As summer sets in, it’s time to step out, brave the sun, and enjoy Mumbai’s flora, which is in full bloom this time of year. You could take a walk around the high court and university precinct, where Karanj trees (Pongamia pinnata) are flowering, their pinkish-white flowers attracting butterflies.
You could rest for a while under the wide, inviting canopy of the rain tree. An exotic plant that is a native of the southern hemisphere, it towers at 80-100 feet. You could take a breather on the bed of pink flowers that is likely to be strewn around the base, this time of year.
Copper pod (Peltiflora), an evergreen tree with spikes of yellow flowers, is seen around areas like Andheri east, Sundernagar and Goregaon west. (Vidya Subramanian/HT photo)
Anand Pendharkar, an environmentalist, said, “In Karnataka and Maharashtra, oil extracted from the Karanj tree is used for cooking, running generators. It is found all over Mumbai and across the Western Ghats. The rain tree is found along all major roads of the city. However, it is a natural host for parasites like the mealybug, which is killing a large number of these trees.”
With its shock of saffron-yellow flowers and its gnarled trunk, the Palas tree – aptly called the Flame of the Forest– is arguably the most glorious of all local flora you are likely to encounter. The tree, Butea monosperma, rarely rises beyond six metres in height. Biju Augustine, environmentalist and tree enthusiast, said, “The flowers appear on the tree between February and April, when it has no leaves. It is found at the Borivli national park.”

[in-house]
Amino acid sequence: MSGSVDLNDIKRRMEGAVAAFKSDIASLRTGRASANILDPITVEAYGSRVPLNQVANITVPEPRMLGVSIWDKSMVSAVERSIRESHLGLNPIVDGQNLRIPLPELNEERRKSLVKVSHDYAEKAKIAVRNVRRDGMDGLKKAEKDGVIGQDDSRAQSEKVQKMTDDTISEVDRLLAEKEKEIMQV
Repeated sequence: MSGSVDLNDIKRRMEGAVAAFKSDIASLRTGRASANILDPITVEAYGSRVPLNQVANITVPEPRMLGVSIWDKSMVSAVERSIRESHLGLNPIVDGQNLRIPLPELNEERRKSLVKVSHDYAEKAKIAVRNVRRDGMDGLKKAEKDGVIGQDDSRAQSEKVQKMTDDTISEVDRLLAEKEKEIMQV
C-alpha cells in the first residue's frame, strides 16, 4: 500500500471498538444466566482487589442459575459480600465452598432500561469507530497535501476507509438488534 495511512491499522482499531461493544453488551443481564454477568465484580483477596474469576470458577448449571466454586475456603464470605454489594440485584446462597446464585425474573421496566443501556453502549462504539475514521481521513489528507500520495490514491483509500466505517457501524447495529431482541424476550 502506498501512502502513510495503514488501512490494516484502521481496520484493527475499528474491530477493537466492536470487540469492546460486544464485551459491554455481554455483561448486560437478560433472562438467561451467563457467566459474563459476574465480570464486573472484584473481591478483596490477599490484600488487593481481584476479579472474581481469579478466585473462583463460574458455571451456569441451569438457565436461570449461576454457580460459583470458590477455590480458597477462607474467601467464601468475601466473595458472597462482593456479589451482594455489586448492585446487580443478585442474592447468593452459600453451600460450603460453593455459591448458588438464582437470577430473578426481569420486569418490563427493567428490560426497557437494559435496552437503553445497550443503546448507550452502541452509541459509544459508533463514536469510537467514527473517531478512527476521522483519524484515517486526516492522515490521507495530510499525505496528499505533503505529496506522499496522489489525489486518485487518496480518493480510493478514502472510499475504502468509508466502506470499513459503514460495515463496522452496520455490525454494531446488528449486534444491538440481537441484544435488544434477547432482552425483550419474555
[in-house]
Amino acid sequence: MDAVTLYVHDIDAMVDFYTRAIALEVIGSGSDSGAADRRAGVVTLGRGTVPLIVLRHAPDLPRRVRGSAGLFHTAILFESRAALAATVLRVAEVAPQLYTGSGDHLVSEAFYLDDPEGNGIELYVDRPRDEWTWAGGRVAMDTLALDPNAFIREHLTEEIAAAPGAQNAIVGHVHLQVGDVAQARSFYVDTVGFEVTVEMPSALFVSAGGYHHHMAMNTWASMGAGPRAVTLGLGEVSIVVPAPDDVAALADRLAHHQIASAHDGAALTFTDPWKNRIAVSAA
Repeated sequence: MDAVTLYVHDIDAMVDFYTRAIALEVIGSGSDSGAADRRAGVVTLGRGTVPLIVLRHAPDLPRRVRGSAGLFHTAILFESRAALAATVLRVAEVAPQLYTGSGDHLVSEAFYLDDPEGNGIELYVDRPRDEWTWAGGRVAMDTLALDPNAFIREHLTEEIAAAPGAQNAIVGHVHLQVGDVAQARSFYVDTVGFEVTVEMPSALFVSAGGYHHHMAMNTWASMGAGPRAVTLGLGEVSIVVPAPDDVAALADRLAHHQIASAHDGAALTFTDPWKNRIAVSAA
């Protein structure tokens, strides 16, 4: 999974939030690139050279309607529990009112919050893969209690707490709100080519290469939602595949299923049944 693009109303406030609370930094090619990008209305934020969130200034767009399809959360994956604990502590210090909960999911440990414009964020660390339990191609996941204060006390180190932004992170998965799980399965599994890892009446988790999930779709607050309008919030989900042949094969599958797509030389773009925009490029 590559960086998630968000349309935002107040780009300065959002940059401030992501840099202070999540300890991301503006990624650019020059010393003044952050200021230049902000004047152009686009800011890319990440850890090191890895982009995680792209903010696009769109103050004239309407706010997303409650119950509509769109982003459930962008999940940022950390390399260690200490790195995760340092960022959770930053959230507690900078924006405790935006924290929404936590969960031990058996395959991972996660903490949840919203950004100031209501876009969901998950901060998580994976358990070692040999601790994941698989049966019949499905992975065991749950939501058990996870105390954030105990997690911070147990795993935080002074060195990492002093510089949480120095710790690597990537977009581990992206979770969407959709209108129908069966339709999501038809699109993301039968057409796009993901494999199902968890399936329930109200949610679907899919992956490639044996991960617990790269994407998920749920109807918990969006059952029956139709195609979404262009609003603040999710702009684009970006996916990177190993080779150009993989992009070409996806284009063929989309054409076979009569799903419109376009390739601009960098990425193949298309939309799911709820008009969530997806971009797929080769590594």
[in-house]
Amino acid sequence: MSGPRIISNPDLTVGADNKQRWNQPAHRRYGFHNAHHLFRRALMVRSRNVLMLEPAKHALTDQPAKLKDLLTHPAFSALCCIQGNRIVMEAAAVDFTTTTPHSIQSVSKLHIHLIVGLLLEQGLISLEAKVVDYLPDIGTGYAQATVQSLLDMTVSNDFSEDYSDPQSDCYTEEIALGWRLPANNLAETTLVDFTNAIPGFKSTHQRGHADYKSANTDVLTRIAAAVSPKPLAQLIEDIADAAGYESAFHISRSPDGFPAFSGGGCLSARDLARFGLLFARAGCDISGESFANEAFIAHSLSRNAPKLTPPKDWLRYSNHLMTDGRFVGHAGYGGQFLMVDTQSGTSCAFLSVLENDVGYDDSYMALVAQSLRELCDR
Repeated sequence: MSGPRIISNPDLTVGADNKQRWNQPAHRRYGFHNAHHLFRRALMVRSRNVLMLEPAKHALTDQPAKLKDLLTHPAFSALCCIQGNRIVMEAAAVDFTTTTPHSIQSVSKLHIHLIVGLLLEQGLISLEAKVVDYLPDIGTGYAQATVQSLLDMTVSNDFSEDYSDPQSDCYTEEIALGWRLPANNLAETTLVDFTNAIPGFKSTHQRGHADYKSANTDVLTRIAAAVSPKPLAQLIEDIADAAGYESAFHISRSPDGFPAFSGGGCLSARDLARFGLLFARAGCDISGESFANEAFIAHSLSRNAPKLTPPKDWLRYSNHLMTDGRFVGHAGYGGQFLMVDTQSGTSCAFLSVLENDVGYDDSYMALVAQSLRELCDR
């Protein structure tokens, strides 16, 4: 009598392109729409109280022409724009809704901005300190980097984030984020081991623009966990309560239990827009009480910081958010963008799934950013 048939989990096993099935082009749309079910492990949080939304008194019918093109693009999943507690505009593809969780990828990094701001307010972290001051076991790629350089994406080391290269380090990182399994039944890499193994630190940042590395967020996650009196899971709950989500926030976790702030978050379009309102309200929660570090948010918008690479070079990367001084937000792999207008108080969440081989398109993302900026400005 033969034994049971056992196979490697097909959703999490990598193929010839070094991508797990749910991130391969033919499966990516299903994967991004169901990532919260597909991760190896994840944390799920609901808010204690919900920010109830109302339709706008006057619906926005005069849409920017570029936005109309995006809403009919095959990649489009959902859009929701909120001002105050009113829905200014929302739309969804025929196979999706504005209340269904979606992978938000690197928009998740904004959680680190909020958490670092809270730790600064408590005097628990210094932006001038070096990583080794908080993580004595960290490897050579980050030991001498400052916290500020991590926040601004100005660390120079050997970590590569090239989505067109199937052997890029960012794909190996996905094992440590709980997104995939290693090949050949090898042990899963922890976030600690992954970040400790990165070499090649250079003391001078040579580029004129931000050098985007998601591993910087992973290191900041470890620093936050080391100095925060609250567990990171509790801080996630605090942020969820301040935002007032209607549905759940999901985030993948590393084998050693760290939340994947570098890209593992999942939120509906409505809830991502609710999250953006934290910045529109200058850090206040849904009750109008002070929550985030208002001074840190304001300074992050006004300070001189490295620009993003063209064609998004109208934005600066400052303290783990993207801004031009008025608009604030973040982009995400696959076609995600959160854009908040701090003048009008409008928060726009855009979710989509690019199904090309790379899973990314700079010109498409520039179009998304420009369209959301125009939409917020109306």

Flame of the forest (butea monosperma), also known as Palas, is found in most parts of Mumbai. (Vidya Subramanian/HT photo)
Not just flowers; trees like the mango and jackfruit are also bearing fruit. “The mango tree and the jackfruit are two examples of fruiting trees growing in abundance in the city now,” added Augustine. Both trees are found at the Borivli national park, Tungareshwar, Hindu Colony and other old colonies in Mumbai.
Amaltas Tree (Cassia fistula Linn), also called the Indian Laburnum, is one of the most beautiful of India's indigenous trees whose cluster of golden blooms adds colour to the hills during the drier and hotter parts of summer. In Mumbai, Laburnum Road was so named because of the double row of the Amaltas trees planted along the street. (Vidya Subramanian/HT photo)
Karanj trees (Pongamia pinnata), found near Bombay high court and the University of Mumbai, are flowering at the moment. (Vidya Subramanian/HT photo)
Red Silk cotton tree (Bombax malabaricum), also known as 'semul' in Hindi, is found near areas like Seven Bungalows, Andheri, Jogeshwari and Versova. (Vidya Subramanian/HT photo)